The shark tooth was so shiny, so perfectly triangular and sharp, that it looked at first glance like a shard of metal on the sand. Our coast is home to a wide variety of sharks: leopard sharks that swim close to shore in search of sand crabs; bull sharks that lay their eggs in “mermaid’s purses” among the kelp; and great whites—the biggest local species. All of these sharks grow, shed, and regrow their teeth many times throughout their lives, but a closer look revealed that this wasn’t a recent tooth, it was ancient, and that was unusual. How did it end up on the beach? The most likely answer is that it eroded out of the sea cliffs or traveled down a creek to wash back into a very different sea than the one where the original owner of this tooth lived.
Beachfront property may be the exclusive domain of the über rich these days, but all through the Santa Monica Mountains our homes, our roads, our lives are built on top of an ancient ocean. There are sea shells, entire schools of fish, and even whale bones under our feet.
The Santa Monica Mountains National Recreation Area contains one of the most extensive and diverse assemblages of fossil material in a National Park. According to a 2004 resource report, “there are at least 2,300 known fossil localities, representing over a dozen fossiliferous geologic formations. Invertebrate, vertebrate, paleobotanical, protista, and trace fossils occur, ranging in age from the Late Jurassic to Pleistocene.”
The best known fossil-bearing layer is the Topanga formation, named for the community that sits atop some of the most fossil-rich rock anywhere. The Topanga formation ranges from pale ochre to orange in color. This rock is one of the defining characteristics of many parts of Topanga but it is also one of the most common types of rock throughout the Santa Monica Mountains and can be found as far away as the Simi Hills.
In a 2017 talk at the Mountain Mermaid, California State University Northridge geology professor and Topanga Canyon resident Vicki Pedrone described the formation as, “the kind of beach where waves disturb the sand. Sandstone was formed where it settled.”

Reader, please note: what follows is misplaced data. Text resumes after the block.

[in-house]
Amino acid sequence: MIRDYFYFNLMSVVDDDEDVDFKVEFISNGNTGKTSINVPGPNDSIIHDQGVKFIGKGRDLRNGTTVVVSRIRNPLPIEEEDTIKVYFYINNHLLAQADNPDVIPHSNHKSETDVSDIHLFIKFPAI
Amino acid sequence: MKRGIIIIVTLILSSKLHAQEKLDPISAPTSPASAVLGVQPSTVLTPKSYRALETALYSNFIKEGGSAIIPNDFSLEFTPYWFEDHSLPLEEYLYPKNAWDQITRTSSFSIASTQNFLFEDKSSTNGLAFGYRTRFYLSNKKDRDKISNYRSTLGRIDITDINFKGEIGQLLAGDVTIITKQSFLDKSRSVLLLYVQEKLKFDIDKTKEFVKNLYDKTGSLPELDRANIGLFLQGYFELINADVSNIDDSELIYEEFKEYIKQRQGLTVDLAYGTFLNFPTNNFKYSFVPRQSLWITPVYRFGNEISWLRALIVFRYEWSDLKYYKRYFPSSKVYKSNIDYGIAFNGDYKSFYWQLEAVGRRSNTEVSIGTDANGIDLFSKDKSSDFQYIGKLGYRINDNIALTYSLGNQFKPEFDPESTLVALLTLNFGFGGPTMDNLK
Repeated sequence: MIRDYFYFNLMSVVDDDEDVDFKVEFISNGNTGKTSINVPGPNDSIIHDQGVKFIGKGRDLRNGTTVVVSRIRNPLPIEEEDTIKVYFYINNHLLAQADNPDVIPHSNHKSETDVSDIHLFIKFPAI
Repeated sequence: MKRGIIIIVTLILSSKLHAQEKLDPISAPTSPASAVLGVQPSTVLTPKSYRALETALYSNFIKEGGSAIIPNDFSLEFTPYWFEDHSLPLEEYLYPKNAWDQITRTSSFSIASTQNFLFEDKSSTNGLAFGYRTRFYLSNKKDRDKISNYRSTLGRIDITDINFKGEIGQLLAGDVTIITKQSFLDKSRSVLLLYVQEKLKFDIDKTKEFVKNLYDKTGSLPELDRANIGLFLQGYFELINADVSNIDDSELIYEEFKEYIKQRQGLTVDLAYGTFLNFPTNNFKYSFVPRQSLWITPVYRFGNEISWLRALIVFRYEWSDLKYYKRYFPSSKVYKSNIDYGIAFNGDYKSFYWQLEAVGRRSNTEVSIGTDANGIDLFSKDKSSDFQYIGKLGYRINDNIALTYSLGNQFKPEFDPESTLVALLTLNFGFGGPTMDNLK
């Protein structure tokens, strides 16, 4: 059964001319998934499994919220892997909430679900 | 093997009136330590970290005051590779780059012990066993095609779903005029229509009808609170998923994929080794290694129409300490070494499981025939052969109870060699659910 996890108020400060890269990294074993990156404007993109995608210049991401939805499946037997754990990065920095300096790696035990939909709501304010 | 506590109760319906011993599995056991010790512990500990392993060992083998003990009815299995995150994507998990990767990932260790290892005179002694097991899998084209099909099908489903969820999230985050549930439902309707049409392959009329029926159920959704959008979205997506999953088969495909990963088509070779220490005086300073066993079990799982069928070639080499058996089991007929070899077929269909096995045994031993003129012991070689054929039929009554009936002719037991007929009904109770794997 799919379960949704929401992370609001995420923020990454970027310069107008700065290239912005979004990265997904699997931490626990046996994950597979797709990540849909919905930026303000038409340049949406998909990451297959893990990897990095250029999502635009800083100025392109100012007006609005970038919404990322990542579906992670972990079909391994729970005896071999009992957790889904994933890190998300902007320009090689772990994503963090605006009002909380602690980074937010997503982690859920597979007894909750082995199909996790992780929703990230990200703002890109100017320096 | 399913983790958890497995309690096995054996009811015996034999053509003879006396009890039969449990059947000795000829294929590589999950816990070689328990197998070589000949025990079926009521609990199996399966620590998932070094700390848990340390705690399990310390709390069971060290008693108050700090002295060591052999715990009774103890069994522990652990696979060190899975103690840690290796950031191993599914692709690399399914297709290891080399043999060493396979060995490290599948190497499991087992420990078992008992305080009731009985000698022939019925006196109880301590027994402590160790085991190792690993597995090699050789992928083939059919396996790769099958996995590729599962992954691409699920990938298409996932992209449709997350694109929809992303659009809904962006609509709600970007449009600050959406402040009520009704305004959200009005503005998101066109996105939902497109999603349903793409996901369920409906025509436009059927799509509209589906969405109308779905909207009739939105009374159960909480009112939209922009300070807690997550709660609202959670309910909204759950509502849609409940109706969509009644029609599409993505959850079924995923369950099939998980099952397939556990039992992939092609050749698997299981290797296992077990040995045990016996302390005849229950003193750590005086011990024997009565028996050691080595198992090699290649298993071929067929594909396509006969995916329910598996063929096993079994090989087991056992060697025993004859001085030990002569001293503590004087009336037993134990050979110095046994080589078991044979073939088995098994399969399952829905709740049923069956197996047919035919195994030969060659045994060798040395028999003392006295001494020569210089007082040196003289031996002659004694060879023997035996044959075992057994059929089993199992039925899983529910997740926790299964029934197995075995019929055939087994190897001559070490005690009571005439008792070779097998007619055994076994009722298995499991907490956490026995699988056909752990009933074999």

This shallow bay was filled with marine life that was preserved in layers of silt and sand, and then uplifted to the top of the young Santa Monica Mountain range. The Topanga formation is around 20 million years old; the mountains are only around 4 million. While the Topanga Formation is crammed with fossils, from gastropods to an astonishing range of fish and the occasional sea lion or whale, it’s not the only fossil-bearing formation in the area.
Interspersed among the Topanga Formation is rock from the Sespe Formation. It’s older, more resistant to erosion, and often forms dramatic peaks and outcroppings, like Eagle Rock in Topanga State Park, and the red rocks of Red Rock Canyon. This rock is formed from sediments deposited by ancient rivers. It contains the fossils of plants and land animals, including mammals. The Tuna Formation—rocks that date all the way to the Cretaceous—more than 66 million years ago—contains mostly mollusks and microfossils, but it once yielded an epic ammonite (Eupachydiscus lamberti)—two feet across, now part of the collection at the Natural History Museum of Los Angeles County. Even the Conejo volcanics, which punctuate the mountains with volcanic intrusions that weather more slowly than the surrounding sediments, can yield fossils, including 15-million-year-old petrified wood.
There is some late Jurassic rock in eastern Topanga and Mandeville Canyon, but even though it dates to the time of the dinosaurs there aren’t any dinosaur bones there. This rock was formed deep under the ocean and the fossils found in it are mostly small invertebrates.
The shark’s tooth on the beach? It probably weathered out of cliffs made of soft rock from the Modelo Formation, late Miocene sedimentary rock that preserves a wide variety of fossils, from shark’s teeth and whale bones, to ice age horses and many species of terrestrial plant.